Energy crisis underlines value of efficiency and renewables

A perfect storm of events has led to a record short-term spike in wholesale natural gas and electricity prices, but experts and politicians alike have agreed that high prices are here to stay.

Posted on 29 September 2021

A perfect storm of events has led to a record short-term spike in wholesale natural gas and electricity prices, but experts and politicians alike have agreed that high prices are here to stay.

A quadrupling of gas prices over the last year and a knock-on increase in the cost of electricity have been causing havoc in the UK energy market, with several suppliers already going bust in September.

Perfect storm

There have been a number of contributing causes, including rising demand for gas worldwide due to the reopening of economies after COVID-19 and the legacy of a cold winter in 2020-21 which limited supply. In addition, several gas suppliers and power stations in the UK and Europe have been offline for lengthy periods due to various causes, and there has also been lower than expected gas supplies from Russia and supply disruptions from the US due to adverse weather events (a stark reminder of the impact worsening climate change can have on energy prices). 

Elsewhere, a tightening of carbon market rules in the EU has further incentivised the shift from coal to lower carbon gas for power generation, while lower wind speeds during the summer have resulted in reduced renewable energy generation in the UK which needed to be compensated with gas and other more expensive energy sources.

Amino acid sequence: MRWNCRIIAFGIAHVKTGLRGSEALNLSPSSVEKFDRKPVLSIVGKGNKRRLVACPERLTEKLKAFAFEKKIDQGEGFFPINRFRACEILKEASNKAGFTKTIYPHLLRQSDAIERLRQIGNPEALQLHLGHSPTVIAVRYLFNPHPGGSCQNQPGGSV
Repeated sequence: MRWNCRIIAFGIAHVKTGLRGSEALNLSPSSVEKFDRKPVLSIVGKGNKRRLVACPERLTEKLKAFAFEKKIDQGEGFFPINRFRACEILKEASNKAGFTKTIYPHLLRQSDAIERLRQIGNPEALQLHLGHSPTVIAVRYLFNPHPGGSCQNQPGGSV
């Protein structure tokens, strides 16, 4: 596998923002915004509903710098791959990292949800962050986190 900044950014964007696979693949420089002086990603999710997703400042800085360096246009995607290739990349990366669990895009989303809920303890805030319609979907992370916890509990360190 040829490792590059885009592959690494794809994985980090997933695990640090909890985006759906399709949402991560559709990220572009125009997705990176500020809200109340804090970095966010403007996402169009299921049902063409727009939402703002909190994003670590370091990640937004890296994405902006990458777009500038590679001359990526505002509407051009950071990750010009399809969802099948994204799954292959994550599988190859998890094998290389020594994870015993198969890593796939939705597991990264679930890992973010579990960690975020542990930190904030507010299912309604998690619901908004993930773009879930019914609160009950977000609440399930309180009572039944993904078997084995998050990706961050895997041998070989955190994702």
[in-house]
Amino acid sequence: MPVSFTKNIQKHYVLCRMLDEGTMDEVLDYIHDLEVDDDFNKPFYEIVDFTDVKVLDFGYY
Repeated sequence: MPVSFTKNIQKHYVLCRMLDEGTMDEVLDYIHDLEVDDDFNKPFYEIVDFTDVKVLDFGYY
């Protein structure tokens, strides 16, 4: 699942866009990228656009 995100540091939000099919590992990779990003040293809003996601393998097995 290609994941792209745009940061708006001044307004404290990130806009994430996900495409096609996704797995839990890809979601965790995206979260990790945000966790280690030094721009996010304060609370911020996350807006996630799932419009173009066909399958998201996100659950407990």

The UK has been particularly impacted compared to other countries because gas forms such a large part of the energy supply for heating, industry and power generation. The UK also has much lower storage capacity for gas than other nations.

Impact on business energy costs

The government has warned that many businesses could face higher energy costs as a result, although those with longer-term contracts can expect to have less exposure to the price spike.

According to energy consultancy Cornwall Insight, average gas contracts for SMEs have reached their highest value since at least 2012 when tracking began, while electricity contracts have also reached record highs.

Experts and politicians alike have warned that businesses should continue to expect rising prices over the long-term as demand increases due to the electrification of transport and heating. Power demand from electric vehicles alone is expected to be a massive 31 times higher than today by 2040.

Renewables and energy efficiency

Speaking to Parliament’s Business, Energy and Industrial Strategy Committee on 22 September, business secretary Kwasi Kwarteng said the current price shock was “not something that we think is going to be sustainable” but that “we have to prepare for longer-term high prices”.

Businesses can reduce their exposure to rising energy prices by taking energy efficiency measures to reduce gas and power consumption and, if possible, investing in their own renewable energy supply such as rooftop solar PV.

 

 

Posted under General Interest, Energy Efficiency and Environmental Technologies and Renewable Energy on 29 September 2021